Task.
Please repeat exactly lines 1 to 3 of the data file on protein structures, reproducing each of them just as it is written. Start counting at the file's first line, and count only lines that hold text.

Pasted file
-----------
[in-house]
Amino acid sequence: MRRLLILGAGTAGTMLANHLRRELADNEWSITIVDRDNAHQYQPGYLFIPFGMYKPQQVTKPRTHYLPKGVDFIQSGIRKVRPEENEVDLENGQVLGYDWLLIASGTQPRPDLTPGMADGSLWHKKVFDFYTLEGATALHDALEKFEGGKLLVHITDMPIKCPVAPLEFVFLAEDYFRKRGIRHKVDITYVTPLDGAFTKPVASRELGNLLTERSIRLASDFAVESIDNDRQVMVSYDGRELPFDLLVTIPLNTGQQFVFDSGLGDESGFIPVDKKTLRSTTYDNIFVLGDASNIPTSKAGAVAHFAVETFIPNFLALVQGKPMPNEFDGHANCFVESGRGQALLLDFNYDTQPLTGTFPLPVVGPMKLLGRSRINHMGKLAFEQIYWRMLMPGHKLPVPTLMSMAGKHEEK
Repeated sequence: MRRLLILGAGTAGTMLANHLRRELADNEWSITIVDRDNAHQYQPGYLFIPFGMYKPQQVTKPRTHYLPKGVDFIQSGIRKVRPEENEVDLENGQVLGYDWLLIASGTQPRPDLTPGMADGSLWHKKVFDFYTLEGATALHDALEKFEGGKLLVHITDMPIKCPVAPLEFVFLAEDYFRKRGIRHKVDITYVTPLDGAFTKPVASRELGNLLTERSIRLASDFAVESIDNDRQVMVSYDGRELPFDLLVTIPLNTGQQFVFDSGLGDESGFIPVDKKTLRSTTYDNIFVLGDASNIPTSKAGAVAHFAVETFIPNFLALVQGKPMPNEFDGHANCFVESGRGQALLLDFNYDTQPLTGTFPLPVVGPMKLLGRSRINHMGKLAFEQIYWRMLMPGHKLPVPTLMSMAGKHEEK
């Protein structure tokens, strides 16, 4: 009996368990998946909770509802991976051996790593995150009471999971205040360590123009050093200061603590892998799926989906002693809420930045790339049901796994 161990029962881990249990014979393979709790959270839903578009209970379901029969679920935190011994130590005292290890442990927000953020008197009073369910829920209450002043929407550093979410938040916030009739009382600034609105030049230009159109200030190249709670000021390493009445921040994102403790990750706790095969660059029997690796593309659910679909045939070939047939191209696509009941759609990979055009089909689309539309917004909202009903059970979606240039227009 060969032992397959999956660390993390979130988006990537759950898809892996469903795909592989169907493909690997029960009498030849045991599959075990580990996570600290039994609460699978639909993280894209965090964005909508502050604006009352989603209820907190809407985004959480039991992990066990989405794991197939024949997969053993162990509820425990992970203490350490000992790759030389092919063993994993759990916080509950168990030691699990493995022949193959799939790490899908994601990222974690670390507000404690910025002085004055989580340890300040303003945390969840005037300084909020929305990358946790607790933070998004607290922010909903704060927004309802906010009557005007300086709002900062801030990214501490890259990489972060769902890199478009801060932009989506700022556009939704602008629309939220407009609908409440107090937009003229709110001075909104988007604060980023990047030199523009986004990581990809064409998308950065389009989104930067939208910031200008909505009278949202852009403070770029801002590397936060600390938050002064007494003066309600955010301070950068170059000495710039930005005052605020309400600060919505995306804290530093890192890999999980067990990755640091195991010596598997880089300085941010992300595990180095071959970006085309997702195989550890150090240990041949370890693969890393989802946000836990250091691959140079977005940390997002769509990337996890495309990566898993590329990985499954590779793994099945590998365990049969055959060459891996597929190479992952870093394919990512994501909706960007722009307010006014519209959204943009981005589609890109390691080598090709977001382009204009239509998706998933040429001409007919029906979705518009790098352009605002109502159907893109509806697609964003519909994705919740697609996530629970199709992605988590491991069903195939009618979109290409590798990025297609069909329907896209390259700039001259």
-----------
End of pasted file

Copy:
[in-house]
Amino acid sequence: MRRLLILGAGTAGTMLANHLRRELADNEWSITIVDRDNAHQYQPGYLFIPFGMYKPQQVTKPRTHYLPKGVDFIQSGIRKVRPEENEVDLENGQVLGYDWLLIASGTQPRPDLTPGMADGSLWHKKVFDFYTLEGATALHDALEKFEGGKLLVHITDMPIKCPVAPLEFVFLAEDYFRKRGIRHKVDITYVTPLDGAFTKPVASRELGNLLTERSIRLASDFAVESIDNDRQVMVSYDGRELPFDLLVTIPLNTGQQFVFDSGLGDESGFIPVDKKTLRSTTYDNIFVLGDASNIPTSKAGAVAHFAVETFIPNFLALVQGKPMPNEFDGHANCFVESGRGQALLLDFNYDTQPLTGTFPLPVVGPMKLLGRSRINHMGKLAFEQIYWRMLMPGHKLPVPTLMSMAGKHEEK
Repeated sequence: MRRLLILGAGTAGTMLANHLRRELADNEWSITIVDRDNAHQYQPGYLFIPFGMYKPQQVTKPRTHYLPKGVDFIQSGIRKVRPEENEVDLENGQVLGYDWLLIASGTQPRPDLTPGMADGSLWHKKVFDFYTLEGATALHDALEKFEGGKLLVHITDMPIKCPVAPLEFVFLAEDYFRKRGIRHKVDITYVTPLDGAFTKPVASRELGNLLTERSIRLASDFAVESIDNDRQVMVSYDGRELPFDLLVTIPLNTGQQFVFDSGLGDESGFIPVDKKTLRSTTYDNIFVLGDASNIPTSKAGAVAHFAVETFIPNFLALVQGKPMPNEFDGHANCFVESGRGQALLLDFNYDTQPLTGTFPLPVVGPMKLLGRSRINHMGKLAFEQIYWRMLMPGHKLPVPTLMSMAGKHEEK